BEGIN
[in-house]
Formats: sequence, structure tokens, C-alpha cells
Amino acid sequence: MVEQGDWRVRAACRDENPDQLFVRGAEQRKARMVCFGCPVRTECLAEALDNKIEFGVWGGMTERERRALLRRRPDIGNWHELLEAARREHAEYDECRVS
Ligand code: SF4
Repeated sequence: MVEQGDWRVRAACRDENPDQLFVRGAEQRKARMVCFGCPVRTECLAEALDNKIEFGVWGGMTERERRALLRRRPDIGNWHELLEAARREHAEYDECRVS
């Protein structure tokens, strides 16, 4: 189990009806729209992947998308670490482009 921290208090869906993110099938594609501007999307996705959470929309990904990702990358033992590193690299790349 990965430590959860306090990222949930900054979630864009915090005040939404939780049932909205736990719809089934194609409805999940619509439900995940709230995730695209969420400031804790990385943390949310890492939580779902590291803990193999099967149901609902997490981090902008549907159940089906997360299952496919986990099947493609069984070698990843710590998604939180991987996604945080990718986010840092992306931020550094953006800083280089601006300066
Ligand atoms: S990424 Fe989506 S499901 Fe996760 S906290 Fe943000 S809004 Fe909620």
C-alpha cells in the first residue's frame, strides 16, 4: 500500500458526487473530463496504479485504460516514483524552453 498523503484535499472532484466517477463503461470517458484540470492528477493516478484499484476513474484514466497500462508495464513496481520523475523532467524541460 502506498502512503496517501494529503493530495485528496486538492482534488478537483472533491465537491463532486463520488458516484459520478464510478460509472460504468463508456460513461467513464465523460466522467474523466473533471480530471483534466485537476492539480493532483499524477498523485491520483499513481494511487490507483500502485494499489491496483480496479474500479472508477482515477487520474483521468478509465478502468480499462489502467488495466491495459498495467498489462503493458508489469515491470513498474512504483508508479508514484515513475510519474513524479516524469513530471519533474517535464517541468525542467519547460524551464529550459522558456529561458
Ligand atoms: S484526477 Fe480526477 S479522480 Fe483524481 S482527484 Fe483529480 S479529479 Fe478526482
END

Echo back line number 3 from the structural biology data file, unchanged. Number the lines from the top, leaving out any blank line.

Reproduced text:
Amino acid sequence: MVEQGDWRVRAACRDENPDQLFVRGAEQRKARMVCFGCPVRTECLAEALDNKIEFGVWGGMTERERRALLRRRPDIGNWHELLEAARREHAEYDECRVS